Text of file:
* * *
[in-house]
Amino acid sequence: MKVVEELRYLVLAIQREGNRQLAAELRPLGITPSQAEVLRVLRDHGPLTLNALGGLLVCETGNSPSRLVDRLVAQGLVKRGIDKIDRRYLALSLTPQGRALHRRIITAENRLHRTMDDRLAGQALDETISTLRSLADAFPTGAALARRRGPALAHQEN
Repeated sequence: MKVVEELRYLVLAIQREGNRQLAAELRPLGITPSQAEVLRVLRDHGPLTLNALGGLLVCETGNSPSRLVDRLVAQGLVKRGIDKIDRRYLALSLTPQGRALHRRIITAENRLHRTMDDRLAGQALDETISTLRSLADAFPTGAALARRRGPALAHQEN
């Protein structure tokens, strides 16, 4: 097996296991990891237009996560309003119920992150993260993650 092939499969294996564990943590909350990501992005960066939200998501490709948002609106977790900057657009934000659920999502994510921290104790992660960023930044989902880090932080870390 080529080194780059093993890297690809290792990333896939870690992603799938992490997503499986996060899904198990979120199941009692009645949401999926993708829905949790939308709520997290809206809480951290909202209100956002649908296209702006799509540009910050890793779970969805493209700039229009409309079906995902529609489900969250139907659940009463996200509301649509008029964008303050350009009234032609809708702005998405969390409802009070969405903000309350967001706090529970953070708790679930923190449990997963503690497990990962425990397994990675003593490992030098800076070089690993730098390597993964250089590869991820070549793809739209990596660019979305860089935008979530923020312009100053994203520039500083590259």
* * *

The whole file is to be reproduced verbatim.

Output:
[in-house]
Amino acid sequence: MKVVEELRYLVLAIQREGNRQLAAELRPLGITPSQAEVLRVLRDHGPLTLNALGGLLVCETGNSPSRLVDRLVAQGLVKRGIDKIDRRYLALSLTPQGRALHRRIITAENRLHRTMDDRLAGQALDETISTLRSLADAFPTGAALARRRGPALAHQEN
Repeated sequence: MKVVEELRYLVLAIQREGNRQLAAELRPLGITPSQAEVLRVLRDHGPLTLNALGGLLVCETGNSPSRLVDRLVAQGLVKRGIDKIDRRYLALSLTPQGRALHRRIITAENRLHRTMDDRLAGQALDETISTLRSLADAFPTGAALARRRGPALAHQEN
């Protein structure tokens, strides 16, 4: 097996296991990891237009996560309003119920992150993260993650 092939499969294996564990943590909350990501992005960066939200998501490709948002609106977790900057657009934000659920999502994510921290104790992660960023930044989902880090932080870390 080529080194780059093993890297690809290792990333896939870690992603799938992490997503499986996060899904198990979120199941009692009645949401999926993708829905949790939308709520997290809206809480951290909202209100956002649908296209702006799509540009910050890793779970969805493209700039229009409309079906995902529609489900969250139907659940009463996200509301649509008029964008303050350009009234032609809708702005998405969390409802009070969405903000309350967001706090529970953070708790679930923190449990997963503690497990990962425990397994990675003593490992030098800076070089690993730098390597993964250089590869991820070549793809739209990596660019979305860089935008979530923020312009100053994203520039500083590259």